Putting the family back in the driver’s seat | WORLD
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Putting the family back in the driver’s seat

A House bill would stop the EPA’s misguided electric vehicle mandate

A Nissan Leaf charges at a recharge station in Denver. Associated Press/Photo by David Zalubowski

Putting the family back in the driver’s seat
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This week, the United States House of Representatives voted to block a proposed environmental regulation from the Biden administration that could have huge unintended consequences for American families.

Under Biden, the Environmental Protection Agency (EPA) is trying to implement a partial ban on gas-powered vehicles. The proposed rule would require that two-thirds of new vehicles sold in the United States have no tailpipe emissions by 2032. Even low-emission hybrid vehicles—long pushed by progressives as a responsible alternative to gas-guzzlers—would find themselves banned under the rule. And as many have warned, the odds are extremely unlikely that the United States will be able to build enough charging stations to service all of these all-electric vehicles before the next decade.

Much of the debate over the proposed rule is about the logistics and costs of transitioning to these vehicles versus anticipated benefits the transition will bring, such as less pollution and lower fuel costs. But none of the EPA’s 263 page justification for implementing this rule ever once considers its potential impact on families, despite the clear lessons to be learned from relevant research on car seat laws.

Car seat laws are supposed to be about child safety, plain and simple. But it turns out they function as unintentional “contraception.” While most families want to have more than two children, these laws make it less feasible. Families often have to choose between an expensive vehicle upgrade or having fewer children than they hoped, because many vehicles are not capable of fitting three car seats in the back row. According to researchers, car seat laws have resulted in somewhere around 150,000 fewer births since 1980. By contrast, we can charitably assume that these seat belt laws have saved as many as 5,000 lives in the same amount of time. That is: for every life that was saved, three hundred children were never born as a result of these laws.

The poet Robert Burns warned that “the best laid plans of mice and men often go awry.” Nothing could be more laudable than policies aimed at protecting children, and no one could ever convincingly argue that a child’s life is worth less than the car seats mandated by laws in every state in the country. Yet even these “best laid plans” that directly save scores of children’s lives every year have invisible costs that run much higher than a car seat. And no one seems to have thought about designing a safe car seat that would allow for three children in the back seat.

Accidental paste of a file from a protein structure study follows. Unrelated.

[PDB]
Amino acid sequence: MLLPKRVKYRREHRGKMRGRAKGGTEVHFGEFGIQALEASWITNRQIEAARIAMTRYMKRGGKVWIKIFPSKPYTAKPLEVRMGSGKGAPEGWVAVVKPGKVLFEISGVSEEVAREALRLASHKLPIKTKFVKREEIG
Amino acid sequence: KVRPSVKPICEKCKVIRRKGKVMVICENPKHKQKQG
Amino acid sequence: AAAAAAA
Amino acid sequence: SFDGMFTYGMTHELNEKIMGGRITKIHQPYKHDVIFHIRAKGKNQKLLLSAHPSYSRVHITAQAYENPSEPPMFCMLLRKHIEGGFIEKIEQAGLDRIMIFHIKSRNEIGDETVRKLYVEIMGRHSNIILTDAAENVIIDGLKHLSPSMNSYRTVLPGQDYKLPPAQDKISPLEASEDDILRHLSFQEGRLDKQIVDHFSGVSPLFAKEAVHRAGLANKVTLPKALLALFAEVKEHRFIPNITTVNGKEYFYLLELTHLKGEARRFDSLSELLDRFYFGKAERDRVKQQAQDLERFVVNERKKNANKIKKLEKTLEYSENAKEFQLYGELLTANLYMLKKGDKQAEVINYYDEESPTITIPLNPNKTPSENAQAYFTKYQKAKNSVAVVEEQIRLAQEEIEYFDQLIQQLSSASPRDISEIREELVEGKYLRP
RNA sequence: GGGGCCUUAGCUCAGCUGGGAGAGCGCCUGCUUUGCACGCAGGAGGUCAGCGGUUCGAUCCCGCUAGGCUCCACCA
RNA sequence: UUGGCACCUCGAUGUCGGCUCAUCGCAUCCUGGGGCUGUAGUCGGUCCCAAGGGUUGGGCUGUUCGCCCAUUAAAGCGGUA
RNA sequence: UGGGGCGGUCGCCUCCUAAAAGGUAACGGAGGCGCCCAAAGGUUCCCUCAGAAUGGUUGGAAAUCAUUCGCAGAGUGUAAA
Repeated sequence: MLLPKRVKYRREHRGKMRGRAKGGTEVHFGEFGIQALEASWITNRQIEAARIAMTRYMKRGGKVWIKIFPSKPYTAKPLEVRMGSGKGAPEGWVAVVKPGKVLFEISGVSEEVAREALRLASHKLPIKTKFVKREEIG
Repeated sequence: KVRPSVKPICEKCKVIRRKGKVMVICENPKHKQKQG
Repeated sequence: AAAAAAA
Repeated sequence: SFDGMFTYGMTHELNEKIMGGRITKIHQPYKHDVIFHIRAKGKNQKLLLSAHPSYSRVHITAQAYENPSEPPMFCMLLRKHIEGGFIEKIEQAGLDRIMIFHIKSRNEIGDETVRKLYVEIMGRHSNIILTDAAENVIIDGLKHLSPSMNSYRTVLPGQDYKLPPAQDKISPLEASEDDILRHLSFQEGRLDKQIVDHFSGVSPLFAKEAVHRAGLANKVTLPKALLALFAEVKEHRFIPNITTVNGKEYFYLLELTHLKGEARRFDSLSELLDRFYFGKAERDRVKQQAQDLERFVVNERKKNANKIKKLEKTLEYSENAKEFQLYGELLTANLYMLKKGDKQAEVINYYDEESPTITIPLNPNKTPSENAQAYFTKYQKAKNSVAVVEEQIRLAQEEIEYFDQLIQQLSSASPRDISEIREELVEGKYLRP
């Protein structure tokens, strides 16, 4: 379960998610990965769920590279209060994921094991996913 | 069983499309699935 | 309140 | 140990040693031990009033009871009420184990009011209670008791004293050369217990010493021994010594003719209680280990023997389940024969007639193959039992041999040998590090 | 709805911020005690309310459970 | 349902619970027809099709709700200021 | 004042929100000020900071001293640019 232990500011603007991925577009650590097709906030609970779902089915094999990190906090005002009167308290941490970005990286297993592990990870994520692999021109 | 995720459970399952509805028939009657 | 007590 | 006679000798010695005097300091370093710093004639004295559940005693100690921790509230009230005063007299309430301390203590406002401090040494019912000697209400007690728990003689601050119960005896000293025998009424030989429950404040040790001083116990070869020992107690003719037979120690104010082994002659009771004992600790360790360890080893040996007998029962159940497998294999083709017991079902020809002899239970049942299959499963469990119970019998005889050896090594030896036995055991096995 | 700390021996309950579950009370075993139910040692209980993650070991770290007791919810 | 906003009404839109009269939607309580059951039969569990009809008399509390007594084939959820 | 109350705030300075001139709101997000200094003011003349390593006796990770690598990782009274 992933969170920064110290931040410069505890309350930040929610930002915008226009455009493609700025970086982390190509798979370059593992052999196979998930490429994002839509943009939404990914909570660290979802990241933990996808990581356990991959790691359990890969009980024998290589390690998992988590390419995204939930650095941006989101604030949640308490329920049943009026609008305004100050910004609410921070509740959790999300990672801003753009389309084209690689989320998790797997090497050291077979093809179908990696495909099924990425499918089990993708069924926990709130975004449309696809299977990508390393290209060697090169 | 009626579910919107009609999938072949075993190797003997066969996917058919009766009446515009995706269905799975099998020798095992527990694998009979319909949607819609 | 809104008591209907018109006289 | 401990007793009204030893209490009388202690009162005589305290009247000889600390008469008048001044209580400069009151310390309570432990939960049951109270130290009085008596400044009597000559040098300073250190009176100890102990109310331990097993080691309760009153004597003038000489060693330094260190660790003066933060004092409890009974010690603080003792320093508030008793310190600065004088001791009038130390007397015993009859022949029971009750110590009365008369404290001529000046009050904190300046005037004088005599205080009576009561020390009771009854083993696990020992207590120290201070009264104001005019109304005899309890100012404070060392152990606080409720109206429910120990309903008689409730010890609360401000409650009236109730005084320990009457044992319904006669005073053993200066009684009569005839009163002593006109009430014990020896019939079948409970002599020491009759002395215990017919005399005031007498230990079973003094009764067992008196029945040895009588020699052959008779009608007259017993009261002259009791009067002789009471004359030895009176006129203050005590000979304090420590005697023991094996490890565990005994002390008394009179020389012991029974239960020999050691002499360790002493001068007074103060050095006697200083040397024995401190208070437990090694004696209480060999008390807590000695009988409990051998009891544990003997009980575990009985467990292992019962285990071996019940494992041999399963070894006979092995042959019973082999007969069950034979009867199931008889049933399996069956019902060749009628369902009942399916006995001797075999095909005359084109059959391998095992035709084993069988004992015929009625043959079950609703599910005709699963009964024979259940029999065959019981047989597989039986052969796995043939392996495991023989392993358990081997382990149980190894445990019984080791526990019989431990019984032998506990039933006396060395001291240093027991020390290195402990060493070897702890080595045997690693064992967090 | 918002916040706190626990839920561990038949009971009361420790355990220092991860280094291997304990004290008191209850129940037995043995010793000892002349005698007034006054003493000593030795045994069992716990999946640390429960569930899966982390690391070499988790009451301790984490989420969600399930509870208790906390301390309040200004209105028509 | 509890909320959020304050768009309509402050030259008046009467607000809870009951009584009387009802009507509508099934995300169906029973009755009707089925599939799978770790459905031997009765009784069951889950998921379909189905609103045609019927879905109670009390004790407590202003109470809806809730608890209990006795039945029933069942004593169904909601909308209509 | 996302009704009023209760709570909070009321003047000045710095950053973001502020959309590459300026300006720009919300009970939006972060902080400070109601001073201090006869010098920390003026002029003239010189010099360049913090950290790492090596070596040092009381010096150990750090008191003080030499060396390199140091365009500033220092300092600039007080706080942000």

It’s not hard to imagine that electric vehicle mandates could have negative impacts on families.

But if Biden’s electric vehicle mandate remains in place, it could quickly eclipse car seat laws in its negative effects on family life and birth rates. For example, there are serious differences between gas- and electric-powered vehicles. The average drive range of an electric vehicle is about half that of its gas-powered alternative. Less range means more stops, which mean more time waiting with impatient young children on your commute or road trip. And each of those stops will be longer. Rather than a couple minutes to refuel on gas, families will have to wait hours to recharge. Car trips and road stops are already hard enough on young families; this rule could make them agony.

If car seat laws can drive away hundreds of thousands of potential new lives, it’s not hard to imagine that electric vehicle mandates could have negative impacts on families as well, whether by discouraging couples from fruitful multiplication—being stuck in a car with screaming infants could surely do that!—or dissuading families from going on long road trips to visit and care for extended family and friends.

Because we know that the family is a cure for so much of the isolation and hyperindividualism that plagues our country, administrative rules that make it harder to form and sustain families demand far more scrutiny from policymakers. While the vote against the rule in the House this week succeeded, it now moves over to the Senate, where, all too often, bills go to die.

But this critical effort need not die. While anything touching environmental policy typically gets locked into tired left-right political struggles, there is a small sliver of hope that this issue could be different. Despite benighted voting on other critical moral matters, some Democrats have been reexamining broader cultural issues that bear closely on the family’s wellbeing, Senator Chris Murphy foremost among them. And the Brookings Institution's Richard Reeves has spurred renewed interest on the left in considering how boys are being left behind, and other critical family matters that used to be treated as nothing more than ‘conservative talking points.’

However, no matter the truth of our talking points, conservatives won’t succeed in rolling back harmful policies like the EPA mandate until we learn once again to think and speak with moral clarity. All the abstract statistics about GDP and greenhouse gases could only ever matter insofar as they hint at the kind of world we hope to pass on to our children and grandchildren. Surely, they deserve better.

John Schweiker Shelton

John Shelton is the policy director for Advancing American Freedom. He received degrees from Duke Divinity School and the University of Virginia, and he lives in Washington, D.C., with his wife, Katelyn, and their children.

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